Wednesday, March 28, 2007

DIFFERENT LIKE COCO (NON-FICTION)

NON-FICTION
DIFFERENT LIKE COCO by Elizabeth Matthews (Candlewick)

I get a lot of fashion advice from the children I work with. "Black is for women who don't know what else to wear," I was informed by a third grader while primping at a mirror in the girls' bathroom. "Haven't I seen you in that dress before?" A second grade fashion savant squinted at me speculatively in the hall.

It is for these children that this picture book biography was designed. The story of Coco Chanel's beginning is bleak: a poor Parisian, she was orphaned, separated from siblings and sent to a convent where she got her first taste of no-frills fashion in a serious way. An idiosynchractic child, she designed lovely clothes for her friends' dolls and stuck her nose in the air at mealtime, comporting herself like the arrogant young ladies who paid for their tuition while she sat at the second rate table. "She always believed she deserved more. She loved to read cheap romance novels and rarely told the truth. She constantly rearranged and romanticized the facts of her life story." Like Chanel's lines, the writer's lines are sparse and taut and direct, and the pictures adds droll elegance with a thin line that befits Chanel's famous trim figure. Her determination and hard work, both as a seamstress and a social climber, scored her a boutique where she designed the practical, protocol-smashing styles that became the gear of the modern sportswoman. To paraphrase recording artist Pink, "nobody ever got famous by trying to be somebody else," and indeed Chanel's differences were the keys to her rags-to-riches success. Her distinctive style and attitude went beyond anything that money could buy, and indeed, when children close this book, they are sure to have renewed faith that it is cool to be different, and they will ultimately be celebrated for being themselves. An idea that will never go out of style! (7 and up)

Also of interest:
The Devil may wear Prada, but he reads picture books. Probably ones like these!:

HALIBUT JACKSON by David Lucas (Andersen Press)
Move over, Vera Wang! Halibut Jackson is piecing together fabulous suits that camoflauge the shy designer in all settings: see if you can spot his apple-covered fedora in the produce section, his flowery frock in the city park, and oh, dahhling, his shelf-of-books suit that he wears to the library is simply to die for! When the queen invites Halibut to a palace party, he pulls out all the stops in order to disguise himself admist the grand surroundings, but a change in backdrop to the garden threatens to reveal this wallflower for the rose he is! Theis gentle, charming book, like its main character, deserves to be noticed. Whimsical, swirling illustrations bring to mind the marvels of Beni Montresor (of Caldecott-winning MAY I BRING A FRIEND? fame). How about an after-storytime fashion show of invented vests made from paper grocery bags? The catwalk will never be the same. (5 and up)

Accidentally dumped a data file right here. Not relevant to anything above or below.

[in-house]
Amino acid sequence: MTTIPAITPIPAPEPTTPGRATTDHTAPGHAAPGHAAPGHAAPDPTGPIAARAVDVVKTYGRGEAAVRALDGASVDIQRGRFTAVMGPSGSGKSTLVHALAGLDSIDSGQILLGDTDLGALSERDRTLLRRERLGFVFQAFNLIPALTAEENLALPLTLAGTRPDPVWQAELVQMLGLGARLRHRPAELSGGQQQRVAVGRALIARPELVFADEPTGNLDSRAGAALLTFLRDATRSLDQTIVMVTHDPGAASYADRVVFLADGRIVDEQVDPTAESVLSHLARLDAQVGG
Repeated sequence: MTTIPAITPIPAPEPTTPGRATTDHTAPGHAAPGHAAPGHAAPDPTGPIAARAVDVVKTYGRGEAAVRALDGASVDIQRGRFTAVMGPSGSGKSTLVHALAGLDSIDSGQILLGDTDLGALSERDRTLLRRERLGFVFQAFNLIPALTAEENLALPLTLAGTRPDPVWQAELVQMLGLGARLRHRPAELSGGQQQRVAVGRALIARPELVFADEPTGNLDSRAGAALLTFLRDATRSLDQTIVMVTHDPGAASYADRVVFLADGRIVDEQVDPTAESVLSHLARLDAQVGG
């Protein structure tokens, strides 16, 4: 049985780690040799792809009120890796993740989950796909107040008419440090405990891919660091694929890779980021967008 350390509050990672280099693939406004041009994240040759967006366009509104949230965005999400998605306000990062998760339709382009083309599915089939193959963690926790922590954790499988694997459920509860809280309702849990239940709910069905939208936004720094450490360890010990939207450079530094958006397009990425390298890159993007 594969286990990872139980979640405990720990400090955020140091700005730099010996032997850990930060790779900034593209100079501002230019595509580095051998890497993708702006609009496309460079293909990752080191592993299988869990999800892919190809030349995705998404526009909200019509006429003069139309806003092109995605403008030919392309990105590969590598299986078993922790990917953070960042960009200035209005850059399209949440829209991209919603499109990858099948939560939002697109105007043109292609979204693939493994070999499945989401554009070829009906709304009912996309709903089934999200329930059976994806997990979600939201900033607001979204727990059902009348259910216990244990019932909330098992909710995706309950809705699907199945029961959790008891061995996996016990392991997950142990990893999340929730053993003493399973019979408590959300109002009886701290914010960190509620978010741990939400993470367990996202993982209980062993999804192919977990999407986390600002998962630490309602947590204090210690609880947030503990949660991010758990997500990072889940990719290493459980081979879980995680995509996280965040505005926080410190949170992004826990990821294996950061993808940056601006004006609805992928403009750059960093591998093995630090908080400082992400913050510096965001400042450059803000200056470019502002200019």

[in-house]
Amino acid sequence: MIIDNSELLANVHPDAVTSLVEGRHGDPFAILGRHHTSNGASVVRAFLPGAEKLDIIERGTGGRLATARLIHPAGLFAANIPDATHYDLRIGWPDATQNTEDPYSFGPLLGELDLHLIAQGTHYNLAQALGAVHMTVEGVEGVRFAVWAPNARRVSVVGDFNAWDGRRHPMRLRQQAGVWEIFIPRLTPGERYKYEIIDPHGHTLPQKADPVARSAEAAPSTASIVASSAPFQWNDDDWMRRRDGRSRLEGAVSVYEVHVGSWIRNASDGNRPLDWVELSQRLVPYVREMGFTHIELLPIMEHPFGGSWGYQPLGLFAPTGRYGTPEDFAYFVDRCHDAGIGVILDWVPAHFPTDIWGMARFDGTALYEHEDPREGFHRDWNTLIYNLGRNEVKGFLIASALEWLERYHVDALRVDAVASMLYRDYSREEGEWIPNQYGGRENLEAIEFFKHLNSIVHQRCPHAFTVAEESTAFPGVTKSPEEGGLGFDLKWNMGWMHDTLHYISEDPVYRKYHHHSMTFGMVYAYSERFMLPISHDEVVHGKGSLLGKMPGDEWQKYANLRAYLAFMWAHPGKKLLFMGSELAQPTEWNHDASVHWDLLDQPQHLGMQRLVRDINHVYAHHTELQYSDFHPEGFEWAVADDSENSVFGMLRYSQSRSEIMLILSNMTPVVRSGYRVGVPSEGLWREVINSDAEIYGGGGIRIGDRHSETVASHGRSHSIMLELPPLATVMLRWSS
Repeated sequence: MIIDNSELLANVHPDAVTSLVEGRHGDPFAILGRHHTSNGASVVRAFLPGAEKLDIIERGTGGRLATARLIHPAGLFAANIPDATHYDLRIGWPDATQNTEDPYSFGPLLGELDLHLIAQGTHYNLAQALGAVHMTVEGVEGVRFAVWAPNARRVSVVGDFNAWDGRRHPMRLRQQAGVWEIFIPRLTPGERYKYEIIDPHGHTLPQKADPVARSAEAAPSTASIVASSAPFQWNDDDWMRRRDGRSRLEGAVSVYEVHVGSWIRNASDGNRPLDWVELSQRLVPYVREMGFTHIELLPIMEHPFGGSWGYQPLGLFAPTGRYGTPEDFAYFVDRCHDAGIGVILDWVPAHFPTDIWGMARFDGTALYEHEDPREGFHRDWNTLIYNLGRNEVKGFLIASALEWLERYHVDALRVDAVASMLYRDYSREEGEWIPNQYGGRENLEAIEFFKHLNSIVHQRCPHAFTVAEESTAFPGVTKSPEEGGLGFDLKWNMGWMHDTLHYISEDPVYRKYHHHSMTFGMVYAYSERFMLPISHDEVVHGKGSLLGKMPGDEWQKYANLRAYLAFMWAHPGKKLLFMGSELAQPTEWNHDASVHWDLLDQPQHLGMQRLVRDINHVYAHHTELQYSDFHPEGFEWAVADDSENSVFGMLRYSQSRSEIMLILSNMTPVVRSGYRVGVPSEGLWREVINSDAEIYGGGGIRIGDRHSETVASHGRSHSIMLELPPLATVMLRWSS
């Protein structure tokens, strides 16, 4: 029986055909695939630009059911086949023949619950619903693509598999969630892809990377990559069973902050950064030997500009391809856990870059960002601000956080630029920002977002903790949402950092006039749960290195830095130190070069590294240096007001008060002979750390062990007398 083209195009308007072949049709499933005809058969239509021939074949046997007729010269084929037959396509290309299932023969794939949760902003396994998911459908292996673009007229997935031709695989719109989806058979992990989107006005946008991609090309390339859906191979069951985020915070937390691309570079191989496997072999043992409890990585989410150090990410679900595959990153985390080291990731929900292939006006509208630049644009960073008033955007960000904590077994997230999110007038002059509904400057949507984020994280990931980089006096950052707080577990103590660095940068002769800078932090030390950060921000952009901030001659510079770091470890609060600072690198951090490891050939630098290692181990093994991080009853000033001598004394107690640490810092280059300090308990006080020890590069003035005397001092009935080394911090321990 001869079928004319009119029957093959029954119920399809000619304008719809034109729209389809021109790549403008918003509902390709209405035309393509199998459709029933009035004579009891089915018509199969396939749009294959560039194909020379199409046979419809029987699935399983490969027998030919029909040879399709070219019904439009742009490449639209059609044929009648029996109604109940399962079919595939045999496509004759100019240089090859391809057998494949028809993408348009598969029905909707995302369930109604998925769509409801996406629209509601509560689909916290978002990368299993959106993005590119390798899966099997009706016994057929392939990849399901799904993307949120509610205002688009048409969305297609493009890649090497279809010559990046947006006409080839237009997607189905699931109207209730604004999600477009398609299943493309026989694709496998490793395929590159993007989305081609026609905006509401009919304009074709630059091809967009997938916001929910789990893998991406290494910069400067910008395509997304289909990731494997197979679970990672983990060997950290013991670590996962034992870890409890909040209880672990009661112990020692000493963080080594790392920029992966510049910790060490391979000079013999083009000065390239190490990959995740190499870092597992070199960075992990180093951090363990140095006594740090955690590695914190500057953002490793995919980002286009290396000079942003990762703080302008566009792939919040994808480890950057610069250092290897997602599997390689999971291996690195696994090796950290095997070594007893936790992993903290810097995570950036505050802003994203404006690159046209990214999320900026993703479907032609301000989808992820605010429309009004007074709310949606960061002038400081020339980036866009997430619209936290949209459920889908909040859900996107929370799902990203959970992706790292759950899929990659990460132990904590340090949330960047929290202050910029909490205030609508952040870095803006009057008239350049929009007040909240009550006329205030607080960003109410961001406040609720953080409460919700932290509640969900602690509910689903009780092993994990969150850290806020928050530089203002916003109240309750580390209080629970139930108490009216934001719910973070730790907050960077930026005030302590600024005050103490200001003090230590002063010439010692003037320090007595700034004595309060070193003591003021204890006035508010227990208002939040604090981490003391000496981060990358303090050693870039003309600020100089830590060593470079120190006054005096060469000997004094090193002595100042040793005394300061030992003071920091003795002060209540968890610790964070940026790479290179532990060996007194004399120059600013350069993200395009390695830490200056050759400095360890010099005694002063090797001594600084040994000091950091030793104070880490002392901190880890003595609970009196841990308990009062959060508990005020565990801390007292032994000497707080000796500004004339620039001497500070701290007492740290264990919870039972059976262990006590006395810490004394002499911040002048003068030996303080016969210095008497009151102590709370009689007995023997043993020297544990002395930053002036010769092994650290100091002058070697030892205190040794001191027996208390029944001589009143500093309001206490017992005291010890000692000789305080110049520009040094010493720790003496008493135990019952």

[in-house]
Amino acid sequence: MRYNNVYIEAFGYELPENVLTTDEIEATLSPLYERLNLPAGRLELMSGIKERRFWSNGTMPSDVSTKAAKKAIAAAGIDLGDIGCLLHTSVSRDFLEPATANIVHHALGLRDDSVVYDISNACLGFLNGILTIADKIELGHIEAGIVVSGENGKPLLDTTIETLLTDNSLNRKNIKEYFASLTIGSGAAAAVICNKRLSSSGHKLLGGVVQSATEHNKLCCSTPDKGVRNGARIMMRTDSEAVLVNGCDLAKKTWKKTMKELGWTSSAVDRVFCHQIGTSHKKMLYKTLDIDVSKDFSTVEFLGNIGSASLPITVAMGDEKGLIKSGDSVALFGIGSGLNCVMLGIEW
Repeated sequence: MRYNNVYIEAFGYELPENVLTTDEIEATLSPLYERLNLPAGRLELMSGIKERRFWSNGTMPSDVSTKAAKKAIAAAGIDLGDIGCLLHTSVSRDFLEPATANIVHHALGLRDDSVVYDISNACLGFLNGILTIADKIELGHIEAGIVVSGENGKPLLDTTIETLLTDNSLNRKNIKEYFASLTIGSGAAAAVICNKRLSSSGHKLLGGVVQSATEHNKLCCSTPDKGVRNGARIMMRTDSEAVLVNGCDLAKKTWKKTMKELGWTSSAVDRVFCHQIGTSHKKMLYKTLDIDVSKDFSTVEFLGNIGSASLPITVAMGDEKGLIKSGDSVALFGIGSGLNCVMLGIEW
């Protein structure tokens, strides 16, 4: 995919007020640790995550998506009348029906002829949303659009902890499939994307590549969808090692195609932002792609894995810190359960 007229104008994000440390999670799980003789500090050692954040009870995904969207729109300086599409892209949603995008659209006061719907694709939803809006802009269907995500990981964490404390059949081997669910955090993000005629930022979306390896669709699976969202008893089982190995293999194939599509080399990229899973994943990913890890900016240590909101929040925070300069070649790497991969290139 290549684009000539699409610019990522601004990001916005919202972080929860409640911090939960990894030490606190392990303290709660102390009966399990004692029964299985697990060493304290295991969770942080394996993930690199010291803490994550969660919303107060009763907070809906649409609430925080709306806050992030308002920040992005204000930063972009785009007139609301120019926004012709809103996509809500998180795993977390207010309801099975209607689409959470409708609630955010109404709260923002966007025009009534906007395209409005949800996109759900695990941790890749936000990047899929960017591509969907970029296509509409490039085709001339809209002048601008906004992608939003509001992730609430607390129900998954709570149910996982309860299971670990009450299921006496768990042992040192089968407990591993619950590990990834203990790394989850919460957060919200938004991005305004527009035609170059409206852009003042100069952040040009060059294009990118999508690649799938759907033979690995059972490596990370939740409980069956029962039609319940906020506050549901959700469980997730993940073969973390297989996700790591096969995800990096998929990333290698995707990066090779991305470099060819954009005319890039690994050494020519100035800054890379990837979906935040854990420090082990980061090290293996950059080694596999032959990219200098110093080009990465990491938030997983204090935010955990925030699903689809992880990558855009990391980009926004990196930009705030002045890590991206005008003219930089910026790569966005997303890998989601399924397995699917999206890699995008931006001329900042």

THE KETTLES GET NEW CLOTHES by Dayle Ann Dodds, illustrated by Jill McElmurry (Candlewick)
The canine Kettles are out for their annual clothes-shopping jaunt. What will it be this year? Paisley? Plaids? Stripes? Checks? Dots? Each exit from the dressing room reveals some confounding haute-couture that will leave read-aloud audiences laughing. Terrier salesman Monsieur Pip does not give up despite the Kettles' propensity for the plain, and there is hope yet as the baby Kettle delights in the more outlandish fashions. The colorful matte illustrations and broad double-page spreads with dividers that match the clothes are very fetching. (5 and up)

DO YOU HAVE A HAT? by Eileen Spinelli, illustrated by Geraldo Valerio (Simon & Schuster)
Do you have a hat? Well, you�d better get one, because it seems that anyone who was anyone has had a hat! "Francisco deGoya had a hat,/with candles on the brim," "Igor Stravinsky had a hat,/a tattered, battered green beret," "Isabelle of Bavaria had a hat, a cone shaped hat so very high, it poked a gargoyle in the eye…" and on and on we go, being introduced in a lively way to a wonderful parade of personalities from history and their chapeaus, inviting the reader to join in this long and illustrious line of fashionistas! The meter of the couplets are lively and fresh and fun to read, and bright illustrations with no shortage of smiling faces compliments the text. The combination of information and primary-level bouncery makes this book a sophisticated standout that neither talks down to children or leaves them in the dust, but will fit their heads just right. (4 and up)